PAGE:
Does Yawning Benefit Intraocular Pressure?
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Entering edit mode
16 days ago
@member_31

I am interested in yawning and its effect on intraocular pressure.

FitEyes files has some content on this topic from over 10 years ago. I am wondering if anyone has relevant new information / thoughts / experience about the lowering or raising of IOP with yawning. If yawning does lower IOP, has anyone integrated frequent yawning into a program to keep IOP down?

Would anyone with a home tonometer consider doing a trial to see what happens with yawning and report back to members? It is easy for most people to yawn intentionally and do several yawns in a few minutes...enough to test. The earlier FitEyes posts on yawning have some valuable information.

Yawning changes the brain and it has been found to change the temperature in the eyes, brain, face, sinuses. etc. It has a significant effect in and around the eyes and the nerves affecting the eyes. Yawning could be an important way to normalize the brain signaling that keeps the IOP levels healthy and optimal.

Any thoughts?

iop-intraocular-pressure yawning • 74 views
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Entering edit mode
16 days ago
david 2.5k
@david_fe

If yawning does lower IOP, has anyone integrated frequent yawning into a program to keep IOP down?

One yawn, due to the relaxation response, may indeed temporarily lower IOP. But you aren't interested in one yawn -- you are interested in a program for long term IOP maintenance, right?

The research I have been doing over the last two years indicates that frequent yawning may not be a helpful practice. It's a complex topic. I plan to cover this topic in great detail in future work. I will come back and update this answer when I have more definitive information.

For now, I will suggest that when you do yawn, on the exhalation following your deep inhalation, exhale as long as possible and as deeply / completely as possible. The next few breaths following the yawn should also be slower than normal. With this practice you won't lose any of the responses triggered by yawning, but you will counter the potential unwanted side effects.

Natural and spontaneous yawns (as opposed to a program of purposeful frequent yawns) are almost certainly fine, but I still do the above steps whenever I yawn. Once you yawn like this, you will find that it actually makes the yawn even better. The long exhalation enhances your relaxation response.

Would anyone with a home device consider doing a trial to see what happens with yawning and report back to members? It is easy for most people to yawn intentionally and do several yawns in a few minutes...enough to test.

Yes, an experiment would be a good idea. (But we need one that monitors results over a period of months.) If anyone wants to do this, I would like to speak with you in more detail. I may be able to offer you assistance or guidance.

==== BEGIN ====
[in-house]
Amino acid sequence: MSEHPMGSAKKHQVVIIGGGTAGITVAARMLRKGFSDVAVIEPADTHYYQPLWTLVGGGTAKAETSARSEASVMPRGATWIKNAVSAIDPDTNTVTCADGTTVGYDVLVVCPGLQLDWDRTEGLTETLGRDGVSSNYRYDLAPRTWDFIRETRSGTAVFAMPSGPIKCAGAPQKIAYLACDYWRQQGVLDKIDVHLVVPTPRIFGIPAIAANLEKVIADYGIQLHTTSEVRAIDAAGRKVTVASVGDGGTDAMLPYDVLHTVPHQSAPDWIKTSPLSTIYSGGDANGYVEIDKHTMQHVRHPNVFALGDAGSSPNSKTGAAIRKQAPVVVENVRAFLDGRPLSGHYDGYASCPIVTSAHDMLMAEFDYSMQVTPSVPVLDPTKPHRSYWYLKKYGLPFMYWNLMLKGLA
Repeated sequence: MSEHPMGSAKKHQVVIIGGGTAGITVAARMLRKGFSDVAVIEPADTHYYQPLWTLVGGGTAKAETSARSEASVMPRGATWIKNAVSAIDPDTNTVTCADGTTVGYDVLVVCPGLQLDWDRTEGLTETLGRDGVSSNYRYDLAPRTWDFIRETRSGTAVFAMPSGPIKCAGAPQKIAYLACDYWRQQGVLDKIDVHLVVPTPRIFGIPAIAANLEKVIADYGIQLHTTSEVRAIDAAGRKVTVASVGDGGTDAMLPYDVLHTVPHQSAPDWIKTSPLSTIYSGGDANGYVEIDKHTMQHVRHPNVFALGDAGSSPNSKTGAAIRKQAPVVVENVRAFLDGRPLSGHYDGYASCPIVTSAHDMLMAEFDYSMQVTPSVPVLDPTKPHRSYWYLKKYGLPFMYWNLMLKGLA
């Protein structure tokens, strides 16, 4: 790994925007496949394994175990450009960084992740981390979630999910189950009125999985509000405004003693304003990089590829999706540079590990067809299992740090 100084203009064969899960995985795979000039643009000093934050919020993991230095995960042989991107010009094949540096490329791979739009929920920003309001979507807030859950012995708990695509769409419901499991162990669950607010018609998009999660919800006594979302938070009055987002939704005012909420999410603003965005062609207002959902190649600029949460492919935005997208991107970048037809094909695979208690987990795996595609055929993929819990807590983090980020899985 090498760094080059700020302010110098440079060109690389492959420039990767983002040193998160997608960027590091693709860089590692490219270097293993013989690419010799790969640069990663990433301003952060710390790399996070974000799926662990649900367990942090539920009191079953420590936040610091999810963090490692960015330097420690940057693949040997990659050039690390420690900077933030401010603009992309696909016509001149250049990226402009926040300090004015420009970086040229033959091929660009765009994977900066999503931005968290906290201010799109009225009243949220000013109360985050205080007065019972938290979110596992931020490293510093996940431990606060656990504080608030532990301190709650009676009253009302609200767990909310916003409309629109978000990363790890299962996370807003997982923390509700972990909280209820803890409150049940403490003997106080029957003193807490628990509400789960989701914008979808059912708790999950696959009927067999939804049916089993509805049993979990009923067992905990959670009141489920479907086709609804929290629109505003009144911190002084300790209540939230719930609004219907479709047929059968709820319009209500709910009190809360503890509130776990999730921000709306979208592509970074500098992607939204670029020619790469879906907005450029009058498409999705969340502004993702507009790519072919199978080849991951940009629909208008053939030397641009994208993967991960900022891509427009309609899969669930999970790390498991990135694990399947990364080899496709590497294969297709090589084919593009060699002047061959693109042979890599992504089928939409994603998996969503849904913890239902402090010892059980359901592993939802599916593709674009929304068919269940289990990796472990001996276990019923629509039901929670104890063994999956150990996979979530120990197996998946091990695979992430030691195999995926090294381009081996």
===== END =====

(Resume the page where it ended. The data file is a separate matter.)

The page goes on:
I would love to see someone do this experiment using a tonometer, a pulse oximeter and a capnograph (also called a capnometer). I do have all that equipment, but I am not willing to do the frequent yawning test because yawning does the opposite of what I personally want to achieve right now.

Enlivened.com already rents tonometers, and in the near future Enlivened will rent capnographs as well.

Furthermore, I believe that ophthalmologists should perform capnography while checking a patient's IOP to determine if the patient is breathing normally. If the patient is not breathing normally, it is likely that the current IOP reading is not accurate for that patient. This should become the new gold standard in the clinic: tonometry with simultaneous capnography. Capnography is super easy for the patient. It is a non-event. Absolutely nothing to it. It is also very easy for the doctor/technician. Yet it adds incredibly valuable information that is highly useful for both patient and doctor.

Yawning definitely changes the brain and it has been found to change the temperaturesĀ in the eye, brain, face, sinuses.etc...so a significant effect in and around the eyes and the nerves affecting the eyes. Yawning could be an important way to normalize theĀ  brain signaling that keeps the IOP levels healthy and optimal.

Yawning also changes a lot of other things, one of which is the carbon dioxide level in the blood. It reduces end-tidal CO2, which will, if sustained, reduce blood flow to the brain and eyes as well as potentially change the CSF pressure behind the eye, which is relevant for glaucoma. However, the technique I suggested above counters these unwanted effects.

I would like to see us, as a community, do experiments with yawning and IOP. As we gather more data on this topic, we can add new answers here.

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Entering edit mode
16 days ago
david 2.5k
@david_fe

Robert Ritch, MD says:

I searched PubMed and found nothing on yawning + IOP. However, excessive yawning can be a sign of daytime sleepiness due to sleep apnea. It can also be a sign of depression or side effects of medications associated with depression. There are other causes of excessive yawning. RR

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